UL and the UK's Fire Protection Association are looking to open new large-scale testing facility

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UL, a US-based safety science organisation, and the Fire Protection Association, the UK’s national fire safety organisation, are set to open a new large-scale testing facility at the FPA's operation in Moreton-in-Marsh.

UL and the FPA have signed a cooperation agreement which will also include an investment by UL in the FPA’s existing fire test and research facilities in Gloucestershire.

Details around the level of investment were not revealed.

Currently, the only UK-based facilities capable of testing facades for fire resistance are booked up at least six months in advance, driving many building product manufacturers to seek testing and accreditation outside of the UK.

Chris Miles, business manager for UL in Europe, told Building his firm was an advocate for large-scale testing but that the BS 8414 test, which has been heavily criticised following the Grenfell fire, was likely to be strengthened.

"The American testing system is more stringent than the current British test. I would probably say the British test is not robust enough. A new standard really needs to be robust," he said.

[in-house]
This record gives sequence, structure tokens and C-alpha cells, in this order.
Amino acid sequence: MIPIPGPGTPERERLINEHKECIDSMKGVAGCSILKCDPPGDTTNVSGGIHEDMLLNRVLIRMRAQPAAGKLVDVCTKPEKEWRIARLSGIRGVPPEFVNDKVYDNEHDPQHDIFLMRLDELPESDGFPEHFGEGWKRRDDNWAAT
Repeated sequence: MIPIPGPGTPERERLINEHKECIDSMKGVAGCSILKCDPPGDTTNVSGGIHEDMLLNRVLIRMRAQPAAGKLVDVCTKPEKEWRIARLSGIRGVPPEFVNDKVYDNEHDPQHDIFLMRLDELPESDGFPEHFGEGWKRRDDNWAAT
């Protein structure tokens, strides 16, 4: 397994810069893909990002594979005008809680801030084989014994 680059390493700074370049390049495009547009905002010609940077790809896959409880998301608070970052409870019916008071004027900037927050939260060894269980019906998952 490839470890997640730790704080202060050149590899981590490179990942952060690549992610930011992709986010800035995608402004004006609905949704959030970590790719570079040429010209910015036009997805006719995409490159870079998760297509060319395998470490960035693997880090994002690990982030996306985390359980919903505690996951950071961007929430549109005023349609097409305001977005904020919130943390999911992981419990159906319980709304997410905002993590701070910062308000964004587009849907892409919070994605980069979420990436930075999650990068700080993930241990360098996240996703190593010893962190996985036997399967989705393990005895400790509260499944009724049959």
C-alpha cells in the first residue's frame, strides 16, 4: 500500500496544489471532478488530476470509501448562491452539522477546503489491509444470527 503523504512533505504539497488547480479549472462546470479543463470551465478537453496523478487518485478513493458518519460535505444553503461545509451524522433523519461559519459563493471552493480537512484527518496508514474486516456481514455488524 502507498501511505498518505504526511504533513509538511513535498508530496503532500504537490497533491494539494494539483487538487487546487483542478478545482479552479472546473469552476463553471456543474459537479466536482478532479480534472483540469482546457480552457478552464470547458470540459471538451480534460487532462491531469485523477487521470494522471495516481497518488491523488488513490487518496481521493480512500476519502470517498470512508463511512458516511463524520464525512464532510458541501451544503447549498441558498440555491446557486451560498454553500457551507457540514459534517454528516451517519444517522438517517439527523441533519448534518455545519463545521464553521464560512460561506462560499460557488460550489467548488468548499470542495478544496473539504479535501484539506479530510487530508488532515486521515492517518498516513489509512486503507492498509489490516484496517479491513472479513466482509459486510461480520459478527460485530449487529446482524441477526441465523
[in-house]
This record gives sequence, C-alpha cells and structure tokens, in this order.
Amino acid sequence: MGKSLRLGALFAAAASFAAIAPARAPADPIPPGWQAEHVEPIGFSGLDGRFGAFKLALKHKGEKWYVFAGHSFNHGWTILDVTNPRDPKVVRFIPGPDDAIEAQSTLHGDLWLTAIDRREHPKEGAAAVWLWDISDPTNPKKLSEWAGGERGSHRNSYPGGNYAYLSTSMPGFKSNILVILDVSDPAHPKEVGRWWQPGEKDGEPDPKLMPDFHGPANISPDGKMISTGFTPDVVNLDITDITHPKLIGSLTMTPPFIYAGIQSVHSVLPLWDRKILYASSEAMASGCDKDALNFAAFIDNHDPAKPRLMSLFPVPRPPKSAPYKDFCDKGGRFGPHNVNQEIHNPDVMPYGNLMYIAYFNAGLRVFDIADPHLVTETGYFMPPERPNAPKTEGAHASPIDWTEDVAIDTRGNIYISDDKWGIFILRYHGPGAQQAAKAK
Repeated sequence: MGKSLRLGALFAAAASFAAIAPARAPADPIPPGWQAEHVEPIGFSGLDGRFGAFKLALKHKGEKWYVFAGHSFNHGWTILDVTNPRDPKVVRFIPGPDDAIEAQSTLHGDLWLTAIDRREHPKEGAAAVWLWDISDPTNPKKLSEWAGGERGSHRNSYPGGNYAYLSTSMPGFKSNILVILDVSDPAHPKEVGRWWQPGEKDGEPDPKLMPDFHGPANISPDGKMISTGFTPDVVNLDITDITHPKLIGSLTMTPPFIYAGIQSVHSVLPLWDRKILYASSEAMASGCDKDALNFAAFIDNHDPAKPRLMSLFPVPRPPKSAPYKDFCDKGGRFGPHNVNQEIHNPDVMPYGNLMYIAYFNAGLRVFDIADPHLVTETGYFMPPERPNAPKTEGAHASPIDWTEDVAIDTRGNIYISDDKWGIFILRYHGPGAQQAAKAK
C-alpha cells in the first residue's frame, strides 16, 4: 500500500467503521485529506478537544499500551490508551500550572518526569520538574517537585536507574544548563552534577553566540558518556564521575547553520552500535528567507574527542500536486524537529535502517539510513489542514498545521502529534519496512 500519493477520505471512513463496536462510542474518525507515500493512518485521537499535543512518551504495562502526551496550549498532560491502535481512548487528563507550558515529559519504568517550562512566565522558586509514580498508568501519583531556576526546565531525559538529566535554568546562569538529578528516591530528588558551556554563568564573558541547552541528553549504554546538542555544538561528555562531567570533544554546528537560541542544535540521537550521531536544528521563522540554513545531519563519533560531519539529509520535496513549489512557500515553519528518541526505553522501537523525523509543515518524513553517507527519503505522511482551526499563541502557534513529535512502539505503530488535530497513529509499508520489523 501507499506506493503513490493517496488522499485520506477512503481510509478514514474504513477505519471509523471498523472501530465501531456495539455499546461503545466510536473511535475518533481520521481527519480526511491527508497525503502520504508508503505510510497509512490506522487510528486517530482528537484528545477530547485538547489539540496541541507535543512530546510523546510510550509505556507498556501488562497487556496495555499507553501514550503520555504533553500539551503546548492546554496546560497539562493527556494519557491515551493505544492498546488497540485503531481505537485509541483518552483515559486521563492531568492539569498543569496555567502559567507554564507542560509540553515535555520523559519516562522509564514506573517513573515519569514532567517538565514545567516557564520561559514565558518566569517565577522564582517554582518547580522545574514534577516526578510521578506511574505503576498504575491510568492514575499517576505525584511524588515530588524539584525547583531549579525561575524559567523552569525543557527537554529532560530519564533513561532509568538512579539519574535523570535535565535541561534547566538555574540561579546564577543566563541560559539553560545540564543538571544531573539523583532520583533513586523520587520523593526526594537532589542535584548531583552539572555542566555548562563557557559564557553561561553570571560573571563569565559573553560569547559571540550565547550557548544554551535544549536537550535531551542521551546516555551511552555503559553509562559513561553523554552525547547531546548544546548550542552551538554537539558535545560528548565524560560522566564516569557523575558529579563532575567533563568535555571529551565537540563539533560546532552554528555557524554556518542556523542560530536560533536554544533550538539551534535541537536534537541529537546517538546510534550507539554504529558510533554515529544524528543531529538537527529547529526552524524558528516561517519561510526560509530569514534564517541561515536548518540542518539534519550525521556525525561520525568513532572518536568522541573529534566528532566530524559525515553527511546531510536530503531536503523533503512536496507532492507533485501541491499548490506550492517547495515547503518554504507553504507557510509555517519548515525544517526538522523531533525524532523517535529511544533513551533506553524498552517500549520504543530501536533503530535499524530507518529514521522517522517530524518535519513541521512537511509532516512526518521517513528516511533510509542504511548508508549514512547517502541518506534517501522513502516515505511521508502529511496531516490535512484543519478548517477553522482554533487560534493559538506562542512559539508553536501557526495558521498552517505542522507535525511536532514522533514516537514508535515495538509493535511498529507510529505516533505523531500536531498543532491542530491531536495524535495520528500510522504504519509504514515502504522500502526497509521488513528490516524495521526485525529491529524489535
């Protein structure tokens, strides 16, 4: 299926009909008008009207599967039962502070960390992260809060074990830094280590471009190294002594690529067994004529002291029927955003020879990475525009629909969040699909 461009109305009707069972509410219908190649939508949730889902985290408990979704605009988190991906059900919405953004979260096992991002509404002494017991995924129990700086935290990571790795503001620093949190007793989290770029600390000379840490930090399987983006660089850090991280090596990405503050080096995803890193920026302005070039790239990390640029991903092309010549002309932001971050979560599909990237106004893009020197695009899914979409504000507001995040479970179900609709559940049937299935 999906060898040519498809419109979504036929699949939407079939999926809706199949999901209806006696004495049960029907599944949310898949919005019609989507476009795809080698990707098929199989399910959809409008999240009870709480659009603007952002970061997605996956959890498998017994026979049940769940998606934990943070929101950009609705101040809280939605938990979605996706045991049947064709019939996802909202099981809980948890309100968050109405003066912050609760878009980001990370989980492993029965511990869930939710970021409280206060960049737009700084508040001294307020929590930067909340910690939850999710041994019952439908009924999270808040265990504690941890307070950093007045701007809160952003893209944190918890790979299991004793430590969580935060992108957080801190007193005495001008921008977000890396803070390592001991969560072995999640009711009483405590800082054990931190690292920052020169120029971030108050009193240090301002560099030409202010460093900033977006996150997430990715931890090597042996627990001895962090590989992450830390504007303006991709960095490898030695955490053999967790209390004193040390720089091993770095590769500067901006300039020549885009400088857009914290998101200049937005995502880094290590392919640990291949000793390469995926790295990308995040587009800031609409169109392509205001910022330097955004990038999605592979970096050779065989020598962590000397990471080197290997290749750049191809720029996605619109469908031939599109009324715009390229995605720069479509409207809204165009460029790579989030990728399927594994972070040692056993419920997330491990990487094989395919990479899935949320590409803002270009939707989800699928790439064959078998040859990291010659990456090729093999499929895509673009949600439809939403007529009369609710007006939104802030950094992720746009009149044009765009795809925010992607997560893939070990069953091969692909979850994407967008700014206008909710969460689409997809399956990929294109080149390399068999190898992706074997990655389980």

Miles said it was unlikely that work on the new testing facility would start until the government's consultation on combustible cladding reached a conclusion.

Many experts are expecting the consultation to recommend a "belt and braces approach" which would see mandated large-scale testing alongside a ban on combustible cladding. 

In addition to testing and certification of building systems to UK, EU and US requirements, UL will be able to offer building envelope inspection services and additional forensic services for building owners concerned about cladding, insulation and other materials. 

Miles said it was important that fire safety standards were improved.

"UL wants to play a major role in elevating the standards of fire safety," he said. "It's at quite a low level and that needs to change."

Miles also said it was important that the product testing sector came together, saying isolated efforts to change fire safety standards would be ineffective.

He said UL had been meeting with MPs and other testers including BRE to discuss new fire standards.